Al Gore with former Mayor of Tacloban City Alfred Romualdez and Typhoon Haiyan survivor Demi Raya, in the Raya family home in Tacloban City, Philippines in a scene from the movie An Inconvenient Sequel: Truth To Power.
Al Gore with former Mayor of Tacloban City Alfred Romualdez and Typhoon Haiyan survivor Demi Raya, in the Raya family home in Tacloban City, Philippines in a scene from the movie An Inconvenient Sequel: Truth To Power. Jensen Walker

MOVIE REVIEW: An Inconvenient Sequel - Truth to Power

MORE than a decade after Al Gore galvanised popular opinion on climate change in the strangely compelling documentary about his travelling slide show, he's back.

While the message hasn't changed, the former US Vice President's delivery has.

There are times, in the sequel to An Inconvenient Truth, when he appears bruised and battle weary.

"If I said there weren't times where this felt like a personal failure on my part, I'd be lying," he says in relation to the glacial pace of change.

At another point in An Inconvenient Sequel: Truth To Power, which focuses on the man as much as his message, the 69-year-old environmentalist acknowledges periods of deep despair.

The physical evidence of global warming is sobering - 14 of the hottest 15 years on record have occurred since 2001.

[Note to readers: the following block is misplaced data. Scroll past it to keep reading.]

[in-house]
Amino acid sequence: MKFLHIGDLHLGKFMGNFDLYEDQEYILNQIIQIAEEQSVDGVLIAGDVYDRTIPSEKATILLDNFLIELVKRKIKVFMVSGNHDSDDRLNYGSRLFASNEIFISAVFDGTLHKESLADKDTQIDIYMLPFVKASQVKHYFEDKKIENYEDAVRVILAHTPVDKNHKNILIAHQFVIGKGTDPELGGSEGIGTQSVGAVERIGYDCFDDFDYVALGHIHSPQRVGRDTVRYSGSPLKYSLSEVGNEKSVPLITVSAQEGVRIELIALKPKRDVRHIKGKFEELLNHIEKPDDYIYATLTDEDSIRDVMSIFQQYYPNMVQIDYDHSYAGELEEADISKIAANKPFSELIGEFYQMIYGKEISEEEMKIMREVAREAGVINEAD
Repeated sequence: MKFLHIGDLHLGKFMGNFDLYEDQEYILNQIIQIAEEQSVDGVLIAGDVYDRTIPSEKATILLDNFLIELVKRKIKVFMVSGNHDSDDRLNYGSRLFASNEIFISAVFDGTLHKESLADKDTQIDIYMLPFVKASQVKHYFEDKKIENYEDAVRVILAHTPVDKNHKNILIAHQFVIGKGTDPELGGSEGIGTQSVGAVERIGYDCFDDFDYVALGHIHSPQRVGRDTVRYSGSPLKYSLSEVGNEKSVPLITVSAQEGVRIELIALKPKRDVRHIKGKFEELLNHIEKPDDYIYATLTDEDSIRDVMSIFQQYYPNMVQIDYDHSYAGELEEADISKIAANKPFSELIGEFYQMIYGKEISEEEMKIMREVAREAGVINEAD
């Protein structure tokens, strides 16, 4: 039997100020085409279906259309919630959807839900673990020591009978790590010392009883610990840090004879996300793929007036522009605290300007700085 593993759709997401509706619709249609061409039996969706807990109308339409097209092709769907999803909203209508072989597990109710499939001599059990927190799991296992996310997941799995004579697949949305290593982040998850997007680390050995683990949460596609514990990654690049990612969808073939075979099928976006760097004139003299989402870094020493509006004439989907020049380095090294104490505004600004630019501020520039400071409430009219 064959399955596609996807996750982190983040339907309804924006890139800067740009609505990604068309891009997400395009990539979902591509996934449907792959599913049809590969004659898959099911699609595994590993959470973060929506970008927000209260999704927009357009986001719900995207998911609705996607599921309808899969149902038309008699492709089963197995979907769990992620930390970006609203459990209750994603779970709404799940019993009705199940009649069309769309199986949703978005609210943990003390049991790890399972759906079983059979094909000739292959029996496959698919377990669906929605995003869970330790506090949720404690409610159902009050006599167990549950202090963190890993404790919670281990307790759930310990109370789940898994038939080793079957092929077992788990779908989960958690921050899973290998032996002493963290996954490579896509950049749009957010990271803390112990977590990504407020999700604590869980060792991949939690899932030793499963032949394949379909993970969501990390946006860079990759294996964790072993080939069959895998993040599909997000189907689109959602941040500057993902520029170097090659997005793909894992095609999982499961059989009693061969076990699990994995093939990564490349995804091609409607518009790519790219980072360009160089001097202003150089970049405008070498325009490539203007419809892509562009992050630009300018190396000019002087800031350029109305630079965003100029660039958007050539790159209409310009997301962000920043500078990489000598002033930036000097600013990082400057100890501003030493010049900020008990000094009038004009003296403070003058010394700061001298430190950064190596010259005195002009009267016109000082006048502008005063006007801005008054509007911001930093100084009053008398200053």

"The evening news has become like a nature hike through the Book Of Revelations," he observes, with dark humour.

In Greenland, Gore and a scientist walk over a melting ice cap, In Miami, the long-time climate activist inspects submerged streets.

The filmmakers also revisit a controversial prediction in the original film that a combination of sea-level rise and storm surge would flood the 9/11 memorial site, cutting to news footage of Hurricane Sandy doing exactly that in 2012.

Gore works overtime, however, to balance the shocking doomsday science with messages of hope and examples of practical optimism.

In one segment, he visits Georgetown, Texas, a city that is powered by 90 per cent renewable energy.

"This is the reddest city in the reddest county in Texas," the mayor, a conservative Republican, informs Gore before cheekily requesting a paired photo outside party HQ.

In the second half of the film, there's a narrative arc, of sorts, that plays out against the backdrop of the 2015 Paris climate conferences, where the filmmakers suggest Gore played a pivotal role in getting the hard-fought-for accord across the line. (The documentary was re-edited in the wake of US President Donald Trump's withdrawal from the Paris Agreement.)

As a piece of filmmaking, Truth To Power is not as focused as its predecessor, perhaps because the directors (Bonni Cohen and Jon Shenk) are a little star struck.

As a kind of coda to the original film, however, Truth to Power feels very timely.

And Gore's tenacity in the face of so many setbacks is hugely impressive. This is a man for whom the term indefatigable could have been coined.

 

An Inconvenient Sequel: Truth to Power

Stars: Al Gore

Directors: Bonni Cohen, Jon Shenk

Rating: PG

Rating: 3.5 stars
 

News Corp Australia


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